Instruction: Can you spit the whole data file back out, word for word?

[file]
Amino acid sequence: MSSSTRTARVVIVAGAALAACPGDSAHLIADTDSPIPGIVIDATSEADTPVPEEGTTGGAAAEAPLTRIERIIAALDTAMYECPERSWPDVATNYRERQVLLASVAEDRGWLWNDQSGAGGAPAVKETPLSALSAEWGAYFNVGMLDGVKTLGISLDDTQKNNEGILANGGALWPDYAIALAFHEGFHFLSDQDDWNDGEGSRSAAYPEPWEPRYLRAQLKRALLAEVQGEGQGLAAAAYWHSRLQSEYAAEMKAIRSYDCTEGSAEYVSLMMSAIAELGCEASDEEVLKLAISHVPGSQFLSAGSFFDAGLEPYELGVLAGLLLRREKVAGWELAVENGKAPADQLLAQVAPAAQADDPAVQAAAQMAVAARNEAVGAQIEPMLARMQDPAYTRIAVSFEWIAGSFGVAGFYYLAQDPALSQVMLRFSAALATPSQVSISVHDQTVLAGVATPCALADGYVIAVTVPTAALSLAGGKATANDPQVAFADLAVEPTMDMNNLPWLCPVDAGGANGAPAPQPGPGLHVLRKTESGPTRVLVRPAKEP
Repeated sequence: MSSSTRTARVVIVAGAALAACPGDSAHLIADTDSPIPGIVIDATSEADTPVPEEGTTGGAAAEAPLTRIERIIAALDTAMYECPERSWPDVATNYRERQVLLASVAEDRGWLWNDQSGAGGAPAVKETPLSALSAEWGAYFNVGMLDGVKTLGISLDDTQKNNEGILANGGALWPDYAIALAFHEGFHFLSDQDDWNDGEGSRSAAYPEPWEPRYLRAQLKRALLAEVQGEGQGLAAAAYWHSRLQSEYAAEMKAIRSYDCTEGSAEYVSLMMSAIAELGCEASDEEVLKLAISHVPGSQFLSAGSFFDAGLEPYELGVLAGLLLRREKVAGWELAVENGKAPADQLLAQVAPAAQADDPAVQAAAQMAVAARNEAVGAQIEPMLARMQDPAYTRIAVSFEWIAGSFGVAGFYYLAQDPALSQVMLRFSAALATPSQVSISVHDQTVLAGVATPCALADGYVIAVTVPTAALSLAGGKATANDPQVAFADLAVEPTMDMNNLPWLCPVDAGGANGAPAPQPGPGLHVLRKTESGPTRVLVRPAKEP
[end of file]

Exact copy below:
Amino acid sequence: MSSSTRTARVVIVAGAALAACPGDSAHLIADTDSPIPGIVIDATSEADTPVPEEGTTGGAAAEAPLTRIERIIAALDTAMYECPERSWPDVATNYRERQVLLASVAEDRGWLWNDQSGAGGAPAVKETPLSALSAEWGAYFNVGMLDGVKTLGISLDDTQKNNEGILANGGALWPDYAIALAFHEGFHFLSDQDDWNDGEGSRSAAYPEPWEPRYLRAQLKRALLAEVQGEGQGLAAAAYWHSRLQSEYAAEMKAIRSYDCTEGSAEYVSLMMSAIAELGCEASDEEVLKLAISHVPGSQFLSAGSFFDAGLEPYELGVLAGLLLRREKVAGWELAVENGKAPADQLLAQVAPAAQADDPAVQAAAQMAVAARNEAVGAQIEPMLARMQDPAYTRIAVSFEWIAGSFGVAGFYYLAQDPALSQVMLRFSAALATPSQVSISVHDQTVLAGVATPCALADGYVIAVTVPTAALSLAGGKATANDPQVAFADLAVEPTMDMNNLPWLCPVDAGGANGAPAPQPGPGLHVLRKTESGPTRVLVRPAKEP
Repeated sequence: MSSSTRTARVVIVAGAALAACPGDSAHLIADTDSPIPGIVIDATSEADTPVPEEGTTGGAAAEAPLTRIERIIAALDTAMYECPERSWPDVATNYRERQVLLASVAEDRGWLWNDQSGAGGAPAVKETPLSALSAEWGAYFNVGMLDGVKTLGISLDDTQKNNEGILANGGALWPDYAIALAFHEGFHFLSDQDDWNDGEGSRSAAYPEPWEPRYLRAQLKRALLAEVQGEGQGLAAAAYWHSRLQSEYAAEMKAIRSYDCTEGSAEYVSLMMSAIAELGCEASDEEVLKLAISHVPGSQFLSAGSFFDAGLEPYELGVLAGLLLRREKVAGWELAVENGKAPADQLLAQVAPAAQADDPAVQAAAQMAVAARNEAVGAQIEPMLARMQDPAYTRIAVSFEWIAGSFGVAGFYYLAQDPALSQVMLRFSAALATPSQVSISVHDQTVLAGVATPCALADGYVIAVTVPTAALSLAGGKATANDPQVAFADLAVEPTMDMNNLPWLCPVDAGGANGAPAPQPGPGLHVLRKTESGPTRVLVRPAKEP